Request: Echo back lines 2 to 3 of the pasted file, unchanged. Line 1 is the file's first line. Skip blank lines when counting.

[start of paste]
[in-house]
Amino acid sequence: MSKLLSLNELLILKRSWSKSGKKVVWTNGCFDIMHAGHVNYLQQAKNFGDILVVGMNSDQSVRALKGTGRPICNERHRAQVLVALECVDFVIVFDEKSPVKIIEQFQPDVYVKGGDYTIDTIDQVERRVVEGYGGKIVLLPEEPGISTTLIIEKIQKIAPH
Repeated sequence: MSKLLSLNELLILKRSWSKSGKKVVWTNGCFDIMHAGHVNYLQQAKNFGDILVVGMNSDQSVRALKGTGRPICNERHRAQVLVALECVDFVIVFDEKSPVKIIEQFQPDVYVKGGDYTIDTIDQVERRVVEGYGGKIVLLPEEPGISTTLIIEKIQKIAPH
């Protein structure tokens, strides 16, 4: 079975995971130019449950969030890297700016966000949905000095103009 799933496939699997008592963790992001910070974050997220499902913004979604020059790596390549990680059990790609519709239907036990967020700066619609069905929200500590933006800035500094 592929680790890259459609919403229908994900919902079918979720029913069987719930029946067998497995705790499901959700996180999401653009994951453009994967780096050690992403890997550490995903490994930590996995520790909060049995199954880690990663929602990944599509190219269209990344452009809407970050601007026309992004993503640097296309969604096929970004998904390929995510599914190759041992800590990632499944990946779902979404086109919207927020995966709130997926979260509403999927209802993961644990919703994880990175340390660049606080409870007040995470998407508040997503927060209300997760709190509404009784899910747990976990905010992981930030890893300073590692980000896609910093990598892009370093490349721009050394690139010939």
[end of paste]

Amino acid sequence: MSKLLSLNELLILKRSWSKSGKKVVWTNGCFDIMHAGHVNYLQQAKNFGDILVVGMNSDQSVRALKGTGRPICNERHRAQVLVALECVDFVIVFDEKSPVKIIEQFQPDVYVKGGDYTIDTIDQVERRVVEGYGGKIVLLPEEPGISTTLIIEKIQKIAPH
Repeated sequence: MSKLLSLNELLILKRSWSKSGKKVVWTNGCFDIMHAGHVNYLQQAKNFGDILVVGMNSDQSVRALKGTGRPICNERHRAQVLVALECVDFVIVFDEKSPVKIIEQFQPDVYVKGGDYTIDTIDQVERRVVEGYGGKIVLLPEEPGISTTLIIEKIQKIAPH